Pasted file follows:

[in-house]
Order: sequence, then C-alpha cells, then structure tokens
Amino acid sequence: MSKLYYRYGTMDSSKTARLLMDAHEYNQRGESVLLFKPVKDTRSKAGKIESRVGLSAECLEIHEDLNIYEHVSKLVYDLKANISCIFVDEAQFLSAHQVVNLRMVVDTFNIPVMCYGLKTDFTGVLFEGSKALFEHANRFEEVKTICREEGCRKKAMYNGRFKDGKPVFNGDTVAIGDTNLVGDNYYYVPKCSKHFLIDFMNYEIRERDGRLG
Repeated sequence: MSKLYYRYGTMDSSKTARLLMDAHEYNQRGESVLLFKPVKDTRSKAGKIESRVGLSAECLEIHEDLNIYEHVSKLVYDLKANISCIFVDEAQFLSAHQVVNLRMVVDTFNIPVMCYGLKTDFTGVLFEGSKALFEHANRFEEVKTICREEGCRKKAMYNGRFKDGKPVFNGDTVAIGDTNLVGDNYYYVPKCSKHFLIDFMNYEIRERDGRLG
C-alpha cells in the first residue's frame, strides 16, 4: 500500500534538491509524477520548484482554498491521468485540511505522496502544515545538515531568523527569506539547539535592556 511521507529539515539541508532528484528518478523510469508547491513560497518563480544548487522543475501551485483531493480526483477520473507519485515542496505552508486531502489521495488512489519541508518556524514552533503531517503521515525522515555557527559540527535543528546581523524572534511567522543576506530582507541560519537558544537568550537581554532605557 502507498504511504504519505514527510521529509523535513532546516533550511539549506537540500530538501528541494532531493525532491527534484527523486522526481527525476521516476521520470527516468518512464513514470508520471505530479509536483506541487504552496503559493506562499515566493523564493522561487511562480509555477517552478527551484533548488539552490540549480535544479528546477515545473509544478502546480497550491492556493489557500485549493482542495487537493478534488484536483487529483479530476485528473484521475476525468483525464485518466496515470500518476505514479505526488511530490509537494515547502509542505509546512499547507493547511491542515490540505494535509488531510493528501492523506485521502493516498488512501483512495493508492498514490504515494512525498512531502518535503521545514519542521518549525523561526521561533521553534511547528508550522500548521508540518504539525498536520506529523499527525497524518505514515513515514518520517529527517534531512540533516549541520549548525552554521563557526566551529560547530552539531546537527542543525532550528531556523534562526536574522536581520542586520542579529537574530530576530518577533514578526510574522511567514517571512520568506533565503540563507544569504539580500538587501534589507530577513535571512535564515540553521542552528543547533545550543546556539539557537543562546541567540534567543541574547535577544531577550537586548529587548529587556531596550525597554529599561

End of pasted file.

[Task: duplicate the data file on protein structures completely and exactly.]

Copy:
[in-house]
Order: sequence, then C-alpha cells, then structure tokens
Amino acid sequence: MSKLYYRYGTMDSSKTARLLMDAHEYNQRGESVLLFKPVKDTRSKAGKIESRVGLSAECLEIHEDLNIYEHVSKLVYDLKANISCIFVDEAQFLSAHQVVNLRMVVDTFNIPVMCYGLKTDFTGVLFEGSKALFEHANRFEEVKTICREEGCRKKAMYNGRFKDGKPVFNGDTVAIGDTNLVGDNYYYVPKCSKHFLIDFMNYEIRERDGRLG
Repeated sequence: MSKLYYRYGTMDSSKTARLLMDAHEYNQRGESVLLFKPVKDTRSKAGKIESRVGLSAECLEIHEDLNIYEHVSKLVYDLKANISCIFVDEAQFLSAHQVVNLRMVVDTFNIPVMCYGLKTDFTGVLFEGSKALFEHANRFEEVKTICREEGCRKKAMYNGRFKDGKPVFNGDTVAIGDTNLVGDNYYYVPKCSKHFLIDFMNYEIRERDGRLG
C-alpha cells in the first residue's frame, strides 16, 4: 500500500534538491509524477520548484482554498491521468485540511505522496502544515545538515531568523527569506539547539535592556 511521507529539515539541508532528484528518478523510469508547491513560497518563480544548487522543475501551485483531493480526483477520473507519485515542496505552508486531502489521495488512489519541508518556524514552533503531517503521515525522515555557527559540527535543528546581523524572534511567522543576506530582507541560519537558544537568550537581554532605557 502507498504511504504519505514527510521529509523535513532546516533550511539549506537540500530538501528541494532531493525532491527534484527523486522526481527525476521516476521520470527516468518512464513514470508520471505530479509536483506541487504552496503559493506562499515566493523564493522561487511562480509555477517552478527551484533548488539552490540549480535544479528546477515545473509544478502546480497550491492556493489557500485549493482542495487537493478534488484536483487529483479530476485528473484521475476525468483525464485518466496515470500518476505514479505526488511530490509537494515547502509542505509546512499547507493547511491542515490540505494535509488531510493528501492523506485521502493516498488512501483512495493508492498514490504515494512525498512531502518535503521545514519542521518549525523561526521561533521553534511547528508550522500548521508540518504539525498536520506529523499527525497524518505514515513515514518520517529527517534531512540533516549541520549548525552554521563557526566551529560547530552539531546537527542543525532550528531556523534562526536574522536581520542586520542579529537574530530576530518577533514578526510574522511567514517571512520568506533565503540563507544569504539580500538587501534589507530577513535571512535564515540553521542552528543547533545550543546556539539557537543562546541567540534567543541574547535577544531577550537586548529587548529587556531596550525597554529599561